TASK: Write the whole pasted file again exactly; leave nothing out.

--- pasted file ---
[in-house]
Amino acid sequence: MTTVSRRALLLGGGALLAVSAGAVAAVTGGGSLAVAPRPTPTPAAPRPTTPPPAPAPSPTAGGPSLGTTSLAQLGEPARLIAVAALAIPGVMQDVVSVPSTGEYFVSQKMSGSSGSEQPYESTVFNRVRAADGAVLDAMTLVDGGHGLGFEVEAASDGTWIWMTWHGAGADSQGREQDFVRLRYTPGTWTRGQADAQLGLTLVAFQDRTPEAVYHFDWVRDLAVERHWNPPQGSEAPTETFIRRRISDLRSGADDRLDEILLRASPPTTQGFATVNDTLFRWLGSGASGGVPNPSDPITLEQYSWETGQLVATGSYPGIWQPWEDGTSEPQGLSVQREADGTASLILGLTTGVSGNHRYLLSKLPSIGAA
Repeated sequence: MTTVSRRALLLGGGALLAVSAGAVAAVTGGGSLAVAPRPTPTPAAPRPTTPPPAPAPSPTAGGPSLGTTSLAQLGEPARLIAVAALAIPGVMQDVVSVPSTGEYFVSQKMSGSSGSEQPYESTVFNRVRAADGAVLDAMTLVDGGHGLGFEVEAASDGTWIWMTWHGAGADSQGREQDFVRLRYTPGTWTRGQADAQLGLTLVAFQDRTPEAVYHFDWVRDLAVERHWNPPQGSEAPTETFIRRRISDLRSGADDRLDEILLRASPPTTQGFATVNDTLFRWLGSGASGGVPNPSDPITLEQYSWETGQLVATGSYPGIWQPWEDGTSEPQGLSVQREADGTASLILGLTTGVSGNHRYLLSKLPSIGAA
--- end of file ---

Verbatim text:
[in-house]
Amino acid sequence: MTTVSRRALLLGGGALLAVSAGAVAAVTGGGSLAVAPRPTPTPAAPRPTTPPPAPAPSPTAGGPSLGTTSLAQLGEPARLIAVAALAIPGVMQDVVSVPSTGEYFVSQKMSGSSGSEQPYESTVFNRVRAADGAVLDAMTLVDGGHGLGFEVEAASDGTWIWMTWHGAGADSQGREQDFVRLRYTPGTWTRGQADAQLGLTLVAFQDRTPEAVYHFDWVRDLAVERHWNPPQGSEAPTETFIRRRISDLRSGADDRLDEILLRASPPTTQGFATVNDTLFRWLGSGASGGVPNPSDPITLEQYSWETGQLVATGSYPGIWQPWEDGTSEPQGLSVQREADGTASLILGLTTGVSGNHRYLLSKLPSIGAA
Repeated sequence: MTTVSRRALLLGGGALLAVSAGAVAAVTGGGSLAVAPRPTPTPAAPRPTTPPPAPAPSPTAGGPSLGTTSLAQLGEPARLIAVAALAIPGVMQDVVSVPSTGEYFVSQKMSGSSGSEQPYESTVFNRVRAADGAVLDAMTLVDGGHGLGFEVEAASDGTWIWMTWHGAGADSQGREQDFVRLRYTPGTWTRGQADAQLGLTLVAFQDRTPEAVYHFDWVRDLAVERHWNPPQGSEAPTETFIRRRISDLRSGADDRLDEILLRASPPTTQGFATVNDTLFRWLGSGASGGVPNPSDPITLEQYSWETGQLVATGSYPGIWQPWEDGTSEPQGLSVQREADGTASLILGLTTGVSGNHRYLLSKLPSIGAA